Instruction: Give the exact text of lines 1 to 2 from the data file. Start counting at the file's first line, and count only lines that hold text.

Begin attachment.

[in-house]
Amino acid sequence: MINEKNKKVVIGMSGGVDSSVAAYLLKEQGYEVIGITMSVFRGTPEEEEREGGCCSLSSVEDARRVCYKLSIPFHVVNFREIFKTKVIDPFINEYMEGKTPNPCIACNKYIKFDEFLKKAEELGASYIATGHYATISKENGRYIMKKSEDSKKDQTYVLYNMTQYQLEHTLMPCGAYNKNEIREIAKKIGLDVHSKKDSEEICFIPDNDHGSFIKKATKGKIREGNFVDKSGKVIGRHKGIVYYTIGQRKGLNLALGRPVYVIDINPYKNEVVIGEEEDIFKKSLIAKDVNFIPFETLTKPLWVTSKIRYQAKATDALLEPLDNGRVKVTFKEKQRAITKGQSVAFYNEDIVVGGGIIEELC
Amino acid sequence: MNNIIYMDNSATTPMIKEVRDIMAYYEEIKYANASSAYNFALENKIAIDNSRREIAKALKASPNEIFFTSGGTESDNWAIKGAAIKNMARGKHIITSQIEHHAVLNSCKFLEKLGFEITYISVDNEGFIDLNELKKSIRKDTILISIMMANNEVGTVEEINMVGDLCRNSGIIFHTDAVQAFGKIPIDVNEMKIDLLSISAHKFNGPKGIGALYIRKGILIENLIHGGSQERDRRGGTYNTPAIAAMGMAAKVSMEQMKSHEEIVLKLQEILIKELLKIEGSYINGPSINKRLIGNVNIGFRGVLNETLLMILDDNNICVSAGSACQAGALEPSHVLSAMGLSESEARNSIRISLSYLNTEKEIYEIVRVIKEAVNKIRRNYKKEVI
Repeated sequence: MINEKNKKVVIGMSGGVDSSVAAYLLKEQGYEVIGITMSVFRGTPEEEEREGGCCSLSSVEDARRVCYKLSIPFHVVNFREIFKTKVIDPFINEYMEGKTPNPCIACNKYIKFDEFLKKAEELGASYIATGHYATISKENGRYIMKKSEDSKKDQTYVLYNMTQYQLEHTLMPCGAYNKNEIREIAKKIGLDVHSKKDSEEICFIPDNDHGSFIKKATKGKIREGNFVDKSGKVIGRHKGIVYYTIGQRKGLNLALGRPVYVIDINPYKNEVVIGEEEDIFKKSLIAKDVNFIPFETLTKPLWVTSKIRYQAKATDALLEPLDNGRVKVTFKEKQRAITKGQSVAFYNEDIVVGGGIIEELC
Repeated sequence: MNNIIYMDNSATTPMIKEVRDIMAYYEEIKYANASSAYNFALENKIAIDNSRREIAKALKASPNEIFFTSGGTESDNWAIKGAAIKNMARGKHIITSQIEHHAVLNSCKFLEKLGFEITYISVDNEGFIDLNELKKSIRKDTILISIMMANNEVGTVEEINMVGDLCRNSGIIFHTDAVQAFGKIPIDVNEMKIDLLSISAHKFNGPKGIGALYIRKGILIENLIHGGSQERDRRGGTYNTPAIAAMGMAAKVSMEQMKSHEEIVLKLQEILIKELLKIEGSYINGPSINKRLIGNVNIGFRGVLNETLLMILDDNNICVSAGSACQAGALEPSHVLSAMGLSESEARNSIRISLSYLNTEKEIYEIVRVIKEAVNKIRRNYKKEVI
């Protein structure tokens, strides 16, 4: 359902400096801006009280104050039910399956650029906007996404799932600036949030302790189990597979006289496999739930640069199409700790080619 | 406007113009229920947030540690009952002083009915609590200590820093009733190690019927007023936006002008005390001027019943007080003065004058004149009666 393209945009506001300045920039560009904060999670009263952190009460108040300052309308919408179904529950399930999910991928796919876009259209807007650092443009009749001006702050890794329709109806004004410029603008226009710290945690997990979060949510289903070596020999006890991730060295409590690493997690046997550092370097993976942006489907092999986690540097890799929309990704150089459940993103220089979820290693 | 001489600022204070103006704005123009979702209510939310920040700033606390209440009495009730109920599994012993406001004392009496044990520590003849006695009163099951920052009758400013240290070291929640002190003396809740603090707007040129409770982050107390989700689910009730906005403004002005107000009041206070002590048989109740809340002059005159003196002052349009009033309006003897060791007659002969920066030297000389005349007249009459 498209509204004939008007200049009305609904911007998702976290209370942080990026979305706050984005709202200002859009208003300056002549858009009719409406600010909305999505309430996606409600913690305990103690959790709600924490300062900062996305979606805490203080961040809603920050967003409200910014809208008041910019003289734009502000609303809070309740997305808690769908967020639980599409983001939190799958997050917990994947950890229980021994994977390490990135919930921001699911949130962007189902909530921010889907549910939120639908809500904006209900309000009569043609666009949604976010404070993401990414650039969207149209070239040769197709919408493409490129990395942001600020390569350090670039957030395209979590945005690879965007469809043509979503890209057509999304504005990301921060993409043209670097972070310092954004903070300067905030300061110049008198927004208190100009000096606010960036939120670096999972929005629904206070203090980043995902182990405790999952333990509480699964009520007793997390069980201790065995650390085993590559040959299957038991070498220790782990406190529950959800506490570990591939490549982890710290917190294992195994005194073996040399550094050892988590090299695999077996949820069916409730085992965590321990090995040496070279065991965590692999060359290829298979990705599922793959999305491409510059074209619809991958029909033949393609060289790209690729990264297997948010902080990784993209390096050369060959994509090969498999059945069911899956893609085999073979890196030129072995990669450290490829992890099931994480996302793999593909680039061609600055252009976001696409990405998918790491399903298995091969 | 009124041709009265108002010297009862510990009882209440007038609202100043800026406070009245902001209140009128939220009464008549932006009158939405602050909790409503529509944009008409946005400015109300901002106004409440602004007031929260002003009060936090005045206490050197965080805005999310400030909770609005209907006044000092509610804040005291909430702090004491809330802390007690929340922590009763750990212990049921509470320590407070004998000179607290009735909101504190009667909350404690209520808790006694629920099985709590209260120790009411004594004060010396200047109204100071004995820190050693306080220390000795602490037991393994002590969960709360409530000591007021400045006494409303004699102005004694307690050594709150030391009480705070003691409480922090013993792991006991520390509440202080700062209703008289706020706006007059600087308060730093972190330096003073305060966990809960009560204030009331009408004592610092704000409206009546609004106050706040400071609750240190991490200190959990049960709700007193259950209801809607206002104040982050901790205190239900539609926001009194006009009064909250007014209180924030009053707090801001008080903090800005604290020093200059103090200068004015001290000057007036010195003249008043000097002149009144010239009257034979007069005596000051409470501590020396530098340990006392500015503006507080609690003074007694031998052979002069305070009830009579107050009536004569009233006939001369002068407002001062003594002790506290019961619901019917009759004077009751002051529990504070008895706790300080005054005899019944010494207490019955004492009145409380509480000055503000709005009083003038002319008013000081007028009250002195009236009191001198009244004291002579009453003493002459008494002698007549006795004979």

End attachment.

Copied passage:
[in-house]
Amino acid sequence: MINEKNKKVVIGMSGGVDSSVAAYLLKEQGYEVIGITMSVFRGTPEEEEREGGCCSLSSVEDARRVCYKLSIPFHVVNFREIFKTKVIDPFINEYMEGKTPNPCIACNKYIKFDEFLKKAEELGASYIATGHYATISKENGRYIMKKSEDSKKDQTYVLYNMTQYQLEHTLMPCGAYNKNEIREIAKKIGLDVHSKKDSEEICFIPDNDHGSFIKKATKGKIREGNFVDKSGKVIGRHKGIVYYTIGQRKGLNLALGRPVYVIDINPYKNEVVIGEEEDIFKKSLIAKDVNFIPFETLTKPLWVTSKIRYQAKATDALLEPLDNGRVKVTFKEKQRAITKGQSVAFYNEDIVVGGGIIEELC